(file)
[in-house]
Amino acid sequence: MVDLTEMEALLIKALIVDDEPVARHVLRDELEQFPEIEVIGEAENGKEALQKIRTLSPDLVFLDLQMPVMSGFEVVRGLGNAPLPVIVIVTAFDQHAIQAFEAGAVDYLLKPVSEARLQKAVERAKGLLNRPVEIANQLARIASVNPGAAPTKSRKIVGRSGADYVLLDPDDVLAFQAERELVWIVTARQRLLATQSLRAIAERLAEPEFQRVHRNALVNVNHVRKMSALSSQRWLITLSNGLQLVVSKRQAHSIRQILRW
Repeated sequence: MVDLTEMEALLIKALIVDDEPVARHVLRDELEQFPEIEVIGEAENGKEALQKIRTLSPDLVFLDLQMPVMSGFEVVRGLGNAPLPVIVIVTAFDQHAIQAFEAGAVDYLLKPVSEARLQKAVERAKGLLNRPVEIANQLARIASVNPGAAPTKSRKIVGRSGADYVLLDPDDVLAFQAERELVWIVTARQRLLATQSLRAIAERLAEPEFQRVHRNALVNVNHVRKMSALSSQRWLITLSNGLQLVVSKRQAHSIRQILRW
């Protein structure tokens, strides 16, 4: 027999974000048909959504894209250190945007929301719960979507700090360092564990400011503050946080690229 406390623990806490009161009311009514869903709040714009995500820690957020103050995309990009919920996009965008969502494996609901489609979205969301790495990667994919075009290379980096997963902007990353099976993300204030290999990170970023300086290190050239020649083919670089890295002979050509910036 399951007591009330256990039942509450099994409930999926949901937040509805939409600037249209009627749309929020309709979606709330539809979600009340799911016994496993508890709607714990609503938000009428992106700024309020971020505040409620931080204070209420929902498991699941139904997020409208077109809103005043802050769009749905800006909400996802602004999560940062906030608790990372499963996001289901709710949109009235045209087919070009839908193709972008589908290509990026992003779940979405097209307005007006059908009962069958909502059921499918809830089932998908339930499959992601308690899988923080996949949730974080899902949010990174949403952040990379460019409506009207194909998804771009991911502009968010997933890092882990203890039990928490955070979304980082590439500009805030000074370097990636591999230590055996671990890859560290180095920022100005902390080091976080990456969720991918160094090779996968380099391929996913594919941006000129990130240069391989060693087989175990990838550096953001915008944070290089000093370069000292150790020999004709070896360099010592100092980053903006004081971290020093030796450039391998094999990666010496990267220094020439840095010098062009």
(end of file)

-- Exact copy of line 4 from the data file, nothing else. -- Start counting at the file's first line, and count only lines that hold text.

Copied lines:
């Protein structure tokens, strides 16, 4: 027999974000048909959504894209250190945007929301719960979507700090360092564990400011503050946080690229 406390623990806490009161009311009514869903709040714009995500820690957020103050995309990009919920996009965008969502494996609901489609979205969301790495990667994919075009290379980096997963902007990353099976993300204030290999990170970023300086290190050239020649083919670089890295002979050509910036 399951007591009330256990039942509450099994409930999926949901937040509805939409600037249209009627749309929020309709979606709330539809979600009340799911016994496993508890709607714990609503938000009428992106700024309020971020505040409620931080204070209420929902498991699941139904997020409208077109809103005043802050769009749905800006909400996802602004999560940062906030608790990372499963996001289901709710949109009235045209087919070009839908193709972008589908290509990026992003779940979405097209307005007006059908009962069958909502059921499918809830089932998908339930499959992601308690899988923080996949949730974080899902949010990174949403952040990379460019409506009207194909998804771009991911502009968010997933890092882990203890039990928490955070979304980082590439500009805030000074370097990636591999230590055996671990890859560290180095920022100005902390080091976080990456969720991918160094090779996968380099391929996913594919941006000129990130240069391989060693087989175990990838550096953001915008944070290089000093370069000292150790020999004709070896360099010592100092980053903006004081971290020093030796450039391998094999990666010496990267220094020439840095010098062009």